6. Food is another thing Cebuanos are famous for, particularly the local lechon. That renowned dish had the late globe-trotting gourmet Anthony Bourdain rhapsodizing about it. Even though the lechon isn’t served with the liver sauce as it is elsewhere, it’s absolutely scrumptious because the pig is pampered during its life (rather like how cows are treated in Japan to make their great Kobe beef). After the pig is slaughtered it’s stuffed with aromatic herbs, which makes it unnecessary to have an accompanying sauce.
7. Cebu boasts the most delicious mangoes on the planet. They’re not like those stringy ones from Mexico, or the blah ones from Florida. When I lived in Hong Kong for some years, I was challenged by an Indian lady who heard me say that the best mangoes ever come from Cebu. She asked if I’d ever had an Indian Alphonso mango, which she claimed was the sweetest, fleshiest fruit on earth. I’d never tried them and she couldn’t produce one for me to taste, but there were lots of our mangoes in the Hong Kong markets, so we ended up in not very good terms.
8. Cebu has no rice fields like Luzon does, but it grows a lot of corn, so corn rice is often eaten by the natives. Unfortunately, imported rice has made some inroads in the Cebuano diet, which is of little benefit to the locals; those misguided few of the population who consider polished rice a sign of wealth, look down on the corn-eating natives who stay very healthy.
Once when I saw a dentist in Cebu, he didn’t have much work to do, saying my teeth were in good condition. He couldn’t believe it when I told him about my advanced age. I informed him that all the corn I’d eaten since childhood is what contributed to my dental health!
9. Cebuanos like to boast of being the source of the most beautiful women in the archipelago, many of whom not only win beauty contests, but also end up on the silver screen. Because so many foreign men become enamored of the lovely Cebuanas, their offspring are very pretty and tend to win beauty titles. A couple of years ago, a Miss Cebu named Raine Baljak revealed she had a Croat father. Cebuana Pilar Pilapil, who won the Miss Binibining Pilipinas Universe in 1967, has won two best actress awards for her work in films. She has not only had commercial sponsors use her face to promote their products, but had also set up a foundation to help abused women.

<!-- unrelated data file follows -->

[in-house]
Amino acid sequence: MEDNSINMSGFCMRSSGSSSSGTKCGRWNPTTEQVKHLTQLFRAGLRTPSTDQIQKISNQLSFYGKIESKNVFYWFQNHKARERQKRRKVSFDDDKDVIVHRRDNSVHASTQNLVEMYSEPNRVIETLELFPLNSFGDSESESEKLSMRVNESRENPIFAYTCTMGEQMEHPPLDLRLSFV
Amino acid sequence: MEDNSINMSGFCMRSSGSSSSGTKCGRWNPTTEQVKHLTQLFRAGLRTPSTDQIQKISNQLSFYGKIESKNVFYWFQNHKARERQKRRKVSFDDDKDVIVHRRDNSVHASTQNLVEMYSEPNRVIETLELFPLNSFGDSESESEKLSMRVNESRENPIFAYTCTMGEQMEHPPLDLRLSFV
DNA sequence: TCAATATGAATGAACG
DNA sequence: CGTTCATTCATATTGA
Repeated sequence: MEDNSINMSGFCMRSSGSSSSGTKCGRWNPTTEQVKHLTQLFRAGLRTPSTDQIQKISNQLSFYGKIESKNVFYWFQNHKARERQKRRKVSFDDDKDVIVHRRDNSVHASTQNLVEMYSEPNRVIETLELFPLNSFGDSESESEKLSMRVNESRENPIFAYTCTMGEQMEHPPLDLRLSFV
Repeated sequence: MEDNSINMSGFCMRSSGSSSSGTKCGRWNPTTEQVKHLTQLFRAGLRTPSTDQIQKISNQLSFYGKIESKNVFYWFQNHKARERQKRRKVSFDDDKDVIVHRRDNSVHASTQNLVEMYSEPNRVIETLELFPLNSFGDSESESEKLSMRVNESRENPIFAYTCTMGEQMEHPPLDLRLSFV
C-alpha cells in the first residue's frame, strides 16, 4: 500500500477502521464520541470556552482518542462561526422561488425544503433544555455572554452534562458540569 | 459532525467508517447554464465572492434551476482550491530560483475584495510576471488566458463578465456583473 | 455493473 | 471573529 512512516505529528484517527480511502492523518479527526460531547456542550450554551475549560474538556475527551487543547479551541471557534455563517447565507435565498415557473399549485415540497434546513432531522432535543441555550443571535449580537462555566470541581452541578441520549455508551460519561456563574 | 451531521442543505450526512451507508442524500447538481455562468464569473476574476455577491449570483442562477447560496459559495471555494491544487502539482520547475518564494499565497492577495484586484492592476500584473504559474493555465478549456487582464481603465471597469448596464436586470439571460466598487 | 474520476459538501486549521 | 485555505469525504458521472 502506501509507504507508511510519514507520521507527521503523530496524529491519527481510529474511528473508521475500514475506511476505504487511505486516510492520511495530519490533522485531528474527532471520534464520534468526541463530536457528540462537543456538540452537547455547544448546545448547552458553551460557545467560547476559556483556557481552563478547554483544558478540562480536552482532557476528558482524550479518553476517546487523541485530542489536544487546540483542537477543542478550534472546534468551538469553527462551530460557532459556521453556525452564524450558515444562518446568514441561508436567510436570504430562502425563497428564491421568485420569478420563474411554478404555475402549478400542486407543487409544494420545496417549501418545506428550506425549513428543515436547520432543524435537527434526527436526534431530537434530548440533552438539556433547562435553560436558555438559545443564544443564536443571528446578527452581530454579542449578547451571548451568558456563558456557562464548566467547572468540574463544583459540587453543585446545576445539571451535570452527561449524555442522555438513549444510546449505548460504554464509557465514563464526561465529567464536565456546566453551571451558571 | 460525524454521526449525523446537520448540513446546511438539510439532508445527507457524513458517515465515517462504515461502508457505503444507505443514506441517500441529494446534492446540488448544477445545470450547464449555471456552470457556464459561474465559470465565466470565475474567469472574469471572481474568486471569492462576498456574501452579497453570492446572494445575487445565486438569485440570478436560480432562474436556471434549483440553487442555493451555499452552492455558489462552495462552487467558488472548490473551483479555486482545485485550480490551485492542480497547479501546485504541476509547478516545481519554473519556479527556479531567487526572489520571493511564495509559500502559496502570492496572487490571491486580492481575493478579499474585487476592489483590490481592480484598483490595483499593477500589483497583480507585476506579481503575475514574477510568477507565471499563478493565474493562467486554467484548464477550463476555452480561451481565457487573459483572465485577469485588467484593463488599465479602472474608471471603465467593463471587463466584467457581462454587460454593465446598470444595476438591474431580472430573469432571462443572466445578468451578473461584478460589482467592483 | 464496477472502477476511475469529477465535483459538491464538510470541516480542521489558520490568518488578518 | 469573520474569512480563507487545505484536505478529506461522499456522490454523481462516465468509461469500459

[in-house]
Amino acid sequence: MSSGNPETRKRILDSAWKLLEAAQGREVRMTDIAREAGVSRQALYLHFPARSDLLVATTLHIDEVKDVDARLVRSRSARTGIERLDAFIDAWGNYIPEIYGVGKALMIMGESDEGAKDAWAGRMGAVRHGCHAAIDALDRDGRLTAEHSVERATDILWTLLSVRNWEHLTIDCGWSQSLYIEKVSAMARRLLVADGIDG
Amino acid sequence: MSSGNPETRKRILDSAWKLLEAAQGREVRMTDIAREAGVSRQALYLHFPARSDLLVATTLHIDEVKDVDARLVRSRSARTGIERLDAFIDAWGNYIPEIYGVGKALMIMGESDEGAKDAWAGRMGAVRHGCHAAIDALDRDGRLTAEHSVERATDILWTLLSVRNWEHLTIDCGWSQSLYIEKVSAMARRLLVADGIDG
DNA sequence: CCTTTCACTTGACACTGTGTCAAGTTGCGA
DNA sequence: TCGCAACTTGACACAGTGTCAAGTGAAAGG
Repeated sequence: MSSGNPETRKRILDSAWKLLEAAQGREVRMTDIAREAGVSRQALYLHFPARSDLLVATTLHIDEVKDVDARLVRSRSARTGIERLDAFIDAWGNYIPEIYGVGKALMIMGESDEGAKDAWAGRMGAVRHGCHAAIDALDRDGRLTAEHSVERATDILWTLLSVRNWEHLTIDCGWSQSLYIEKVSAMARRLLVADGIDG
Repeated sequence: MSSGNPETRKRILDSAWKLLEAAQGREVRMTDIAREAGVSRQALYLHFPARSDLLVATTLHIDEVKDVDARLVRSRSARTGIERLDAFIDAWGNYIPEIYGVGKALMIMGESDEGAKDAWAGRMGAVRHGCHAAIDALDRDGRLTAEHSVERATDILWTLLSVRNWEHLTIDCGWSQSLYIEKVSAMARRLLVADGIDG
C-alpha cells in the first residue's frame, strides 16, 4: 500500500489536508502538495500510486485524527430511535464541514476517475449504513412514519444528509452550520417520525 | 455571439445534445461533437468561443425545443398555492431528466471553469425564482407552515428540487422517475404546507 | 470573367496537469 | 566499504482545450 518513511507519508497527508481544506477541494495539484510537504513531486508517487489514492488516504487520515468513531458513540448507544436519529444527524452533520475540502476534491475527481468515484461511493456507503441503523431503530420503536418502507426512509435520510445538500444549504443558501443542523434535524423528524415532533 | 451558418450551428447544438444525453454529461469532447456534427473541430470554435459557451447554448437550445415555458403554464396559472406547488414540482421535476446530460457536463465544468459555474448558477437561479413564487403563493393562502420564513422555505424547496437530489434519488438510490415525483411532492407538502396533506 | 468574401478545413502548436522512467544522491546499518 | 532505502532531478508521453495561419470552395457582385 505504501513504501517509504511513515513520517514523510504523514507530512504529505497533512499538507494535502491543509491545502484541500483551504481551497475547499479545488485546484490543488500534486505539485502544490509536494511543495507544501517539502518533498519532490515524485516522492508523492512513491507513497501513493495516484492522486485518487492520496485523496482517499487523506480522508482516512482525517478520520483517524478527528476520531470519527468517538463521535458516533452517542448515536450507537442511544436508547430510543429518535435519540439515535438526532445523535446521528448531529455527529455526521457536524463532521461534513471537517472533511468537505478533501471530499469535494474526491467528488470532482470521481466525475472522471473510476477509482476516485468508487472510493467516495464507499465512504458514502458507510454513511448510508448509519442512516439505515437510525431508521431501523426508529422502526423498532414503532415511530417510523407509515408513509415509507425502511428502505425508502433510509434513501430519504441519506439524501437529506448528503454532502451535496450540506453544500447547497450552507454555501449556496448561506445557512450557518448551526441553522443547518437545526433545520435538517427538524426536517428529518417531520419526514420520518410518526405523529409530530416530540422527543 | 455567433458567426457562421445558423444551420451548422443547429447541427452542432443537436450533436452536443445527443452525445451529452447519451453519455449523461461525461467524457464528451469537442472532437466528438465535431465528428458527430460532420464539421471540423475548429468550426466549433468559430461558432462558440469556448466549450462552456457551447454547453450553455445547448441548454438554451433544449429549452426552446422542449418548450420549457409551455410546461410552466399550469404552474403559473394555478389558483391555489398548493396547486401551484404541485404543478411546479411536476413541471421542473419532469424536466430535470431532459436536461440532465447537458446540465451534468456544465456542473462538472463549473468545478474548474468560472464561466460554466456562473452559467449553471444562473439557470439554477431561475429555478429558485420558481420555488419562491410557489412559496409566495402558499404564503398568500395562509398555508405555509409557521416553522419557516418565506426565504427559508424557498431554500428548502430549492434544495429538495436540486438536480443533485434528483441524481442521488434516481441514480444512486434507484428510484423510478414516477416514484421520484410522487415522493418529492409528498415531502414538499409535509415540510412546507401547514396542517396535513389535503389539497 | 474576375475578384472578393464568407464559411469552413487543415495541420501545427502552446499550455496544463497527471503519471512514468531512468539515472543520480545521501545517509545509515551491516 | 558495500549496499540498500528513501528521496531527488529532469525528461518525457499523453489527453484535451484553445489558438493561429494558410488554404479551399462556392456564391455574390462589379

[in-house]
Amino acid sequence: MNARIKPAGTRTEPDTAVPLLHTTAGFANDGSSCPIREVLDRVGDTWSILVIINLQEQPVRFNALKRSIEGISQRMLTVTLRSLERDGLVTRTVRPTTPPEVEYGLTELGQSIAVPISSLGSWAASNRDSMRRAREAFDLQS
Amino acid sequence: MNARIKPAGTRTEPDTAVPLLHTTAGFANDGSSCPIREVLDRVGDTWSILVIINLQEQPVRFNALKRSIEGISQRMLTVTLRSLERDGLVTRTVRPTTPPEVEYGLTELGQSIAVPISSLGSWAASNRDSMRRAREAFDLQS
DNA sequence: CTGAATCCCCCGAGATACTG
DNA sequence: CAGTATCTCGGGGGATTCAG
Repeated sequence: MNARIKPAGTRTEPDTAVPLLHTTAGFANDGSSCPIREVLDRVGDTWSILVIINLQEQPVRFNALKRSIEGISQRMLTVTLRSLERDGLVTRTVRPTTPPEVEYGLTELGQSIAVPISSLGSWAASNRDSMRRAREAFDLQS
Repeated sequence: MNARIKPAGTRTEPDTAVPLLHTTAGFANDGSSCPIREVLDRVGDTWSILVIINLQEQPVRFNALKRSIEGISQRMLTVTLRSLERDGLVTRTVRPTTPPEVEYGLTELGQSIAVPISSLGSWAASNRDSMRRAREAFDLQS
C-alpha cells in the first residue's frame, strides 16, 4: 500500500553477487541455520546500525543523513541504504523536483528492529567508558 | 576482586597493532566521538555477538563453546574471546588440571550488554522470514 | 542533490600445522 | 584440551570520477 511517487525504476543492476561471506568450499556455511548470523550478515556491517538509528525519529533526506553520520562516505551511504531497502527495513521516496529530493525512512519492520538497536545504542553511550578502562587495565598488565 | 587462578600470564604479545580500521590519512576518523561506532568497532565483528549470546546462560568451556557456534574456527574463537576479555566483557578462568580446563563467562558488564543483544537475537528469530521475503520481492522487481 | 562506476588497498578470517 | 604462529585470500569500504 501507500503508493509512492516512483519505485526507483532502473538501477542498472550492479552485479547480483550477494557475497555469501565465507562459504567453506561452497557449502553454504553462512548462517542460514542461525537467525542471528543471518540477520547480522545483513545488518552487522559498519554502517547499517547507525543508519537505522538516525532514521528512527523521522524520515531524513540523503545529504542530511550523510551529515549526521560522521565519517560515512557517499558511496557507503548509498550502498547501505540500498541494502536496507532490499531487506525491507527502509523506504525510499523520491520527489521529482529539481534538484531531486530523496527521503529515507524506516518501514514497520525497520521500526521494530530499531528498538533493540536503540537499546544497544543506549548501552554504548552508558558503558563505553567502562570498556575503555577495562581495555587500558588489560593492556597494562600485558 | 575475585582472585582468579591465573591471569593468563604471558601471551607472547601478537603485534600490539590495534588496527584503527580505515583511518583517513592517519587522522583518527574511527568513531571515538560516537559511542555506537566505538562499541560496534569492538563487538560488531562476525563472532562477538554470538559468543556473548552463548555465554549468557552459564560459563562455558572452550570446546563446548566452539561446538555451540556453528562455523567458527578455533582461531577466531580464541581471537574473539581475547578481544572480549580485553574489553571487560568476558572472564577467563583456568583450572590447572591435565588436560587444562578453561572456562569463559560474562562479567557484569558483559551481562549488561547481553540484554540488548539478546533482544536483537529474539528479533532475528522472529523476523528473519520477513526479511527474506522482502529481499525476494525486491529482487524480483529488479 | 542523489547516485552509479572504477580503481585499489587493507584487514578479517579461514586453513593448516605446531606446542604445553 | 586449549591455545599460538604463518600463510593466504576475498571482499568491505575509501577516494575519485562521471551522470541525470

10. Tagalogs and other Pinoys like to make fun of the way Cebuanos speak English. Cebuanos admit they have “gahing dila” (a hard tongue), which is why “e” is invariably pronounced like “i” and vice versa. You’ll hear sentences like “My cousin Beety (Betty) married an Ameereecan from Tiksas named Jehms Marteen. When he came to Cebu they eht (ate) leetson, panceet, tehnola and dissirt.” Martin finds Betty’s English pronunciation cute and charming.
11. Back in the 1950s when the Government set up a Commission to formulate a national language, the majority of the members were obviously Tagalog because they did not take into account that Cebuano was the majority dialect then. Those clueless officials did not bother to incorporate words like “bana” for husband and stuck to the confusing “asawa” for both husband and wife. There were other such incongruities that every schoolchild has had to learn in school ever since.
12. It’s long been known that the Philippines has more call centers than India, which once had the lead. Filipinos’ cultural affinity with the West is the reason many Western firms set up their BPO offices in the Philippines. The LA Times has called the country the “Call Center Capital of the world.” A large number of those centers are in Cebu, because the locals are among the smartest in the business.
Isabel Taylor Escoda has written about migrant workers, especially in Hongkong where she lived for many years before moving in 2015 to her birthplace of Cebu. She is a contributor to the Philippines Daily Inquirer and her books include Letters from Hong Kong, Pinoy Abroad and two children’s books.